|Titre :||Global trends to 2030: challenges and choices for europe|
|Auteurs :||Florence Gaub, Auteur|
|Type de document :||Ouvrage|
|Editeur :||[S.l.] : European Strategy and Policy Analysis System (ESPAS), 2019|
the ESPAS Global Trends
to 2030: Challenges and Choices for Europe report is a contribution to support policy- and decision-makers as they navigate the world into
2030. We may not be able to provide a linear, predetermined
chart – from port of departure to port of arrival. But what we can do is extrapolate insights
from current global trends; explore some of the key
uncertainties that will shape Europe’s future; and
better anticipate some of the choices and decisions
that might confront us in the coming decade.
Without purporting to be all-encompassing,
this report seeks to pull together available evidence for what one may well call a European
reality-check. Europe is a key global player in many areas, but the world is no longer Eurocentric
– nor will it be so in the future. Europeans will be fewer, older, and relatively poorer while
much of the rest of the world is rising. Even if European Union Member States pool more
resources together, Europe will remain outspent on security and defence. And as global power is
being redefined by rapid technological progress,
Europeans lag behind China and the United States on emerging technologies and innovations – from Artificial Intelligence to quantum computing.
These are facts and they matter.
And, if there is any doubt about how much the world will change over the next 10 years, here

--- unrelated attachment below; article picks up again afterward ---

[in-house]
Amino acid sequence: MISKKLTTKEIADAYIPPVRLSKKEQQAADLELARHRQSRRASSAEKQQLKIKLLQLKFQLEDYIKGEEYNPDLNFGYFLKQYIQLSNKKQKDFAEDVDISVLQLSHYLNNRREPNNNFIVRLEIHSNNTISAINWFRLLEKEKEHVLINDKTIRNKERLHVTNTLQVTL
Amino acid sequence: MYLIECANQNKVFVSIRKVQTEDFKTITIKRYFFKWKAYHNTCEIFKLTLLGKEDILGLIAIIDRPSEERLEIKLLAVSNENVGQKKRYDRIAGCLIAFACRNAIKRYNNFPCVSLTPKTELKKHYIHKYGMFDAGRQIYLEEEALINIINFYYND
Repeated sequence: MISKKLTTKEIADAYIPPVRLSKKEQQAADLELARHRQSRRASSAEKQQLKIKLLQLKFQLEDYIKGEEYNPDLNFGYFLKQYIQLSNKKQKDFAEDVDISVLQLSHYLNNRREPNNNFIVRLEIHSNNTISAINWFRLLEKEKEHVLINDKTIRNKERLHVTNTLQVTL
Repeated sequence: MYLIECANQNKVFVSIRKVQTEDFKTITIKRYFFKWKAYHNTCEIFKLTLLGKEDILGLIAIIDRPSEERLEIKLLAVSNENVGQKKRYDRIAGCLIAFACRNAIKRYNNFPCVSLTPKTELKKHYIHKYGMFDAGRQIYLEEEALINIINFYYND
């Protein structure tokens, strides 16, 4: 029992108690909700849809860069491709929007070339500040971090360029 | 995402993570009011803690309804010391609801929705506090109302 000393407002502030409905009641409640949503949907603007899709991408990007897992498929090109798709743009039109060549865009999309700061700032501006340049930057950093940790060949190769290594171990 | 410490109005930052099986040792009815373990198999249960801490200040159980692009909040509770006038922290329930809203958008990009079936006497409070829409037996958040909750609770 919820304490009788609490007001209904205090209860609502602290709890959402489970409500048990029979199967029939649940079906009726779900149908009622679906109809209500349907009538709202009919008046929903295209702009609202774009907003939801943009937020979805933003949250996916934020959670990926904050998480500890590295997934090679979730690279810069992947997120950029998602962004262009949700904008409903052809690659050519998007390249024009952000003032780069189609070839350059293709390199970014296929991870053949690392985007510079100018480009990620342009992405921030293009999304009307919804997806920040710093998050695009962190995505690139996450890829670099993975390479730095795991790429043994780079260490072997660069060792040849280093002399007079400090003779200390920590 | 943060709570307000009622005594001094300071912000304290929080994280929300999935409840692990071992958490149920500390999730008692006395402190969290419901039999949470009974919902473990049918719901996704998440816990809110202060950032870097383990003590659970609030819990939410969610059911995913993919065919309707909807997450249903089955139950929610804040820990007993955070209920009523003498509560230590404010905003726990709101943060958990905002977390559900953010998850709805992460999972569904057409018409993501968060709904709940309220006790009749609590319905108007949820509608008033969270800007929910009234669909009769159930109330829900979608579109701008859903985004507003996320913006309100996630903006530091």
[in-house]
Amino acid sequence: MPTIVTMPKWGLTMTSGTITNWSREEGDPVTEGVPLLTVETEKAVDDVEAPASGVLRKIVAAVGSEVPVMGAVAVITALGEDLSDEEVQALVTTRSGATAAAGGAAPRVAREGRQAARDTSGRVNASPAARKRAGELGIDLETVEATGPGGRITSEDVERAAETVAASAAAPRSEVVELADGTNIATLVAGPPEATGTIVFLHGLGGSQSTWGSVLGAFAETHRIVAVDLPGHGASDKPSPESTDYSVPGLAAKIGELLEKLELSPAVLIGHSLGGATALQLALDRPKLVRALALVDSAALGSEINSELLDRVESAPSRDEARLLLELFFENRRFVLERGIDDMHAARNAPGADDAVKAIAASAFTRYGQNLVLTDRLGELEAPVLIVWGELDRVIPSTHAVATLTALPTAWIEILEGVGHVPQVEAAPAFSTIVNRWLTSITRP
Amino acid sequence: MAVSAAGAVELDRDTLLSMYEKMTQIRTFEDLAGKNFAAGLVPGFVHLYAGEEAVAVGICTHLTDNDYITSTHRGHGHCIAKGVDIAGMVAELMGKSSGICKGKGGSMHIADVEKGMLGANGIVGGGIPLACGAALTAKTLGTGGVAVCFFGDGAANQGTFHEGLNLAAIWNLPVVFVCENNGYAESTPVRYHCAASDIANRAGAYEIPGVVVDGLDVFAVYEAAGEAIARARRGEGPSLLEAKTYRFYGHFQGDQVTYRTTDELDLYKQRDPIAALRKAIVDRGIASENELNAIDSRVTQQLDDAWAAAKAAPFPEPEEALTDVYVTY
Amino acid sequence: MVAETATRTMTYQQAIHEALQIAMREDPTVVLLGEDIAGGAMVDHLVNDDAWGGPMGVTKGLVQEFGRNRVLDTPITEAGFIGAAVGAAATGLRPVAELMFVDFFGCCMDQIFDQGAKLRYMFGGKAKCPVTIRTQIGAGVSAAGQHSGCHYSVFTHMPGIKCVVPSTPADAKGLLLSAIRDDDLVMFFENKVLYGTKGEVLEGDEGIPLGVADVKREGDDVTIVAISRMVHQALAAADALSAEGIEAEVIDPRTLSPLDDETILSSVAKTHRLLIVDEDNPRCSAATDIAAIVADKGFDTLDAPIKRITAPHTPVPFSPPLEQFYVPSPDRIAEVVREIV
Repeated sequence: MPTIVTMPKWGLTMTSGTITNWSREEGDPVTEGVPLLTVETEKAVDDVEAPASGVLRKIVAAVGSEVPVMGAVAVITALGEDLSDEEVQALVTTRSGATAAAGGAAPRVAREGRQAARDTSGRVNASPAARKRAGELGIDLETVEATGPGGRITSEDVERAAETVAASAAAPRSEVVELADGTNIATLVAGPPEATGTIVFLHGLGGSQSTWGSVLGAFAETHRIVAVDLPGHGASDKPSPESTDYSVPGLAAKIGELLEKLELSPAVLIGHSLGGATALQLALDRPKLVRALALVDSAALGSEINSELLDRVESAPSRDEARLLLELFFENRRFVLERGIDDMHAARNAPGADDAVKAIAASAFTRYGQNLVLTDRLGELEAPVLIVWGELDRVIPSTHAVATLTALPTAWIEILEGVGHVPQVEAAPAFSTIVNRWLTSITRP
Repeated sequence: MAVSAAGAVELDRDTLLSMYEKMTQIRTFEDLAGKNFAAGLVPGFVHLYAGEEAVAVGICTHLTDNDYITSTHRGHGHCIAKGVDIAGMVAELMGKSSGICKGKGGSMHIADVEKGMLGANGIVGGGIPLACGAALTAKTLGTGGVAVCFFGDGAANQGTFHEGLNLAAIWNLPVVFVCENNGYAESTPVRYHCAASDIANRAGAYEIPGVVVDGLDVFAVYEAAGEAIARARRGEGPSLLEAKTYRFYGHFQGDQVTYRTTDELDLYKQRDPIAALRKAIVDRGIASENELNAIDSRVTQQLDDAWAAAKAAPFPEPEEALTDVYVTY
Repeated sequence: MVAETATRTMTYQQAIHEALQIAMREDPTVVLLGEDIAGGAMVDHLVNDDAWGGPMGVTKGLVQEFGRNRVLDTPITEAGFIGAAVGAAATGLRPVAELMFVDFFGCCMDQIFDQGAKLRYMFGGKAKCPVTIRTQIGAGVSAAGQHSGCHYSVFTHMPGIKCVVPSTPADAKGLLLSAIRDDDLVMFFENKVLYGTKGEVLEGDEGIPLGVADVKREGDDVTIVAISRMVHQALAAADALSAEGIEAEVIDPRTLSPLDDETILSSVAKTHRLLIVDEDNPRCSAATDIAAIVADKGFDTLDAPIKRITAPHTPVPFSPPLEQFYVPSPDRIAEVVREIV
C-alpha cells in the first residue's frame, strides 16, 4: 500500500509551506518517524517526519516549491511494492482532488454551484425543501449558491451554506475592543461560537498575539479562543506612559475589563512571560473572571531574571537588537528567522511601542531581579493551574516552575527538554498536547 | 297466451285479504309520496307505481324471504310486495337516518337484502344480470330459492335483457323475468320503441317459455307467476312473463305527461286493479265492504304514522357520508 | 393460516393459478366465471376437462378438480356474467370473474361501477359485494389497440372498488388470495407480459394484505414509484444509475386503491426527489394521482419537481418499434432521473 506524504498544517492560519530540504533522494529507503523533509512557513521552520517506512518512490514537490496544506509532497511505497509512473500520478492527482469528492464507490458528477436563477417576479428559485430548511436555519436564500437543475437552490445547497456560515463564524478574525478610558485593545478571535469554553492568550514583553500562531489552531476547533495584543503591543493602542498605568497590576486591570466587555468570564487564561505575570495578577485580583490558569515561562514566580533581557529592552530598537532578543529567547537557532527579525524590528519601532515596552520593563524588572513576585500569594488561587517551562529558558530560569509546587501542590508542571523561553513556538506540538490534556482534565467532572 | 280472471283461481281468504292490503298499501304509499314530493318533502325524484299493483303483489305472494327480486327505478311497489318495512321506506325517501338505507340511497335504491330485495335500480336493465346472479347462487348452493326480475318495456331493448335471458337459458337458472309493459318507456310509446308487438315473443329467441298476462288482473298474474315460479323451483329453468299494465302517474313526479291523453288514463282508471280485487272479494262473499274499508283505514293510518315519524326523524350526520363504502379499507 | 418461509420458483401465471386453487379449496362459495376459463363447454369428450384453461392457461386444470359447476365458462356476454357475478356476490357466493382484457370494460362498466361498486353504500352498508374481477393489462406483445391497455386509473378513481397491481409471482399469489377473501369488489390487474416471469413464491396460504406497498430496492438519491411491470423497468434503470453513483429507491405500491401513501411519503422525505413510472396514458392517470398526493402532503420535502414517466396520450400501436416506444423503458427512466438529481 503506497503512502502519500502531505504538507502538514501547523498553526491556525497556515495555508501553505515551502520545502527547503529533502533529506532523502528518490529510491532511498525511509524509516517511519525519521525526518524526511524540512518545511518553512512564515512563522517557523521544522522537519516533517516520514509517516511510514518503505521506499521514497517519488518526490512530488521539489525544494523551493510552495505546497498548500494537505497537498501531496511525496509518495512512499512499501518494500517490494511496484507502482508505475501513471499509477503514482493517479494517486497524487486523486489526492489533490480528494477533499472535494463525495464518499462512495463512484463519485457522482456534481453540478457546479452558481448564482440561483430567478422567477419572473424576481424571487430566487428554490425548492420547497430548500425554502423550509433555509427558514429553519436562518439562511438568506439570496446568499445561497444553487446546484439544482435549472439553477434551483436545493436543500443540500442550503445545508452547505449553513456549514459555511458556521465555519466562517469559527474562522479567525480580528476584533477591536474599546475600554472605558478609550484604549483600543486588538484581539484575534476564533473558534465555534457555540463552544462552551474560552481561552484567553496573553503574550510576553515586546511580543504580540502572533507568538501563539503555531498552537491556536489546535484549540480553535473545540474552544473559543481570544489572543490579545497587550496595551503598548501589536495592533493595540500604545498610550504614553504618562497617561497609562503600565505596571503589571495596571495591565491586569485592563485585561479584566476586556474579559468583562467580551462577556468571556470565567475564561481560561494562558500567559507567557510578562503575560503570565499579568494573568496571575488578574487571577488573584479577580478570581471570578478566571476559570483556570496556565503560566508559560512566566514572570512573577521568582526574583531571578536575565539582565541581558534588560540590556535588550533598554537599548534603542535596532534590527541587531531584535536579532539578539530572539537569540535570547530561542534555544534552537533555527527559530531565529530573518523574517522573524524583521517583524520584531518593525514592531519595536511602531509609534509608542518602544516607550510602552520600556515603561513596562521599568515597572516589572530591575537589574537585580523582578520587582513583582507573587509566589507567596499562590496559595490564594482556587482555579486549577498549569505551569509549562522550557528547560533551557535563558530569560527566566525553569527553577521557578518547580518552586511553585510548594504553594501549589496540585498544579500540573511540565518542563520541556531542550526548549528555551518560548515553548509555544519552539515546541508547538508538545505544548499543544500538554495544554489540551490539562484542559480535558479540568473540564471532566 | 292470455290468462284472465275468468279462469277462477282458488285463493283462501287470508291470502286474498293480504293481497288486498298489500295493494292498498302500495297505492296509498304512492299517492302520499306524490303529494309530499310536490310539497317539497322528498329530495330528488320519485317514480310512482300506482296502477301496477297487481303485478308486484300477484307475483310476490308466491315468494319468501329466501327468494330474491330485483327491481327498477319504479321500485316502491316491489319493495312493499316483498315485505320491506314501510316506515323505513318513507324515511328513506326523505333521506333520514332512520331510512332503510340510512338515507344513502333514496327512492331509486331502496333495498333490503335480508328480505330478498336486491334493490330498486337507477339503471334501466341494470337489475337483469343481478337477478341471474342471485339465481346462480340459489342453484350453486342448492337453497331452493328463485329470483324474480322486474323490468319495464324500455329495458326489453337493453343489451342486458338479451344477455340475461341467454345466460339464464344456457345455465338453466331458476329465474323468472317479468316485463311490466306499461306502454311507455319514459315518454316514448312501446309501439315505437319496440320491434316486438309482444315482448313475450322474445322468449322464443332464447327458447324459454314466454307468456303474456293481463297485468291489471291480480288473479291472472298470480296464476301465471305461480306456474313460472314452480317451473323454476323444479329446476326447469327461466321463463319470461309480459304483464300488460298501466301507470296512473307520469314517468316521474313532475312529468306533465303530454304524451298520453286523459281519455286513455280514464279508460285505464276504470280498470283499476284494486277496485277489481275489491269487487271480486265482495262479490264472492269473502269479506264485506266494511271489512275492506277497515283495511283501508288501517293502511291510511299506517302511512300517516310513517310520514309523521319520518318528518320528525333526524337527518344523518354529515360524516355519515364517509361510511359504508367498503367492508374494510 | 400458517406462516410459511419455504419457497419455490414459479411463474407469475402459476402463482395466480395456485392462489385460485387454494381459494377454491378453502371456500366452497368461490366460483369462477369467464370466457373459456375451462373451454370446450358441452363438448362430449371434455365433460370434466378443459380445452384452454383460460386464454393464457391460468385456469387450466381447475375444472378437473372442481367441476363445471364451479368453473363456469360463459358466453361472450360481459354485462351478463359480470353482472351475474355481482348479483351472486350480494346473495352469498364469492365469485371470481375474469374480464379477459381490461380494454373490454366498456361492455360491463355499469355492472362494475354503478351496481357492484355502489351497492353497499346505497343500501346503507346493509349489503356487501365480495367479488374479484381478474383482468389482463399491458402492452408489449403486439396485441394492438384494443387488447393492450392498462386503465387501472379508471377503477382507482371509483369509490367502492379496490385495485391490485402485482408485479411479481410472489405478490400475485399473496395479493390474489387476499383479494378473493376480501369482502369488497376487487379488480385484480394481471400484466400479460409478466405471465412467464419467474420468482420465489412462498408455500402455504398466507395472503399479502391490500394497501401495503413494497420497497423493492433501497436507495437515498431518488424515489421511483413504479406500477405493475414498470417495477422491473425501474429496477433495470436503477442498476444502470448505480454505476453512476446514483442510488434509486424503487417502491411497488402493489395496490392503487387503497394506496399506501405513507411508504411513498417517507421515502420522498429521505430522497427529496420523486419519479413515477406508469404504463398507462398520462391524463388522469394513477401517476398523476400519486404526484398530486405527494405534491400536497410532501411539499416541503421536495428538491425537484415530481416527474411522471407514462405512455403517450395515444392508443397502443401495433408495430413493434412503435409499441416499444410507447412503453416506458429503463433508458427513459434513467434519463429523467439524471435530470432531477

are just some of the facts that point to profound
change on the horizon:
"The world is becoming less free": If, until 2005, democracies and freedoms were expanding
around the world, today they are in decline – a trend that has played out unabated in the last
"Global power is shifting":
If, today, of the world’s eight largest economies, four are
European (including the United Kingdom),
by 2030, that number will be down to three (including the United Kingdom) and by 2050,
only Germany is set to remain.
"The world economy is turning East"
If, in 2005, the size of the European economy (at current
market prices) was more than six times larger than China’s, today, China has all but caught up, with
an economy worth 11.4 trillion euro, against 15.9trillion for the EU 28 or 13.5 trillion for the EU 27;
"Connectivity is the new geopolitics":
If, in 2005, there were around one billion Internet users worldwide, today that number stands at almost four billion and rising. At the same time, the number of connected devices is increasing exponentially, powered by the
fast-growing Internet of Things and the Fourth Industrial Revolution. Indeed, ‘connectivity’
is becoming a forceful expression of political power and global ambition, far surpassing mere
|En ligne :||https://www.politico.eu/wp-content/uploads/2019/04/ESPAS_Report2019_V15.pdf|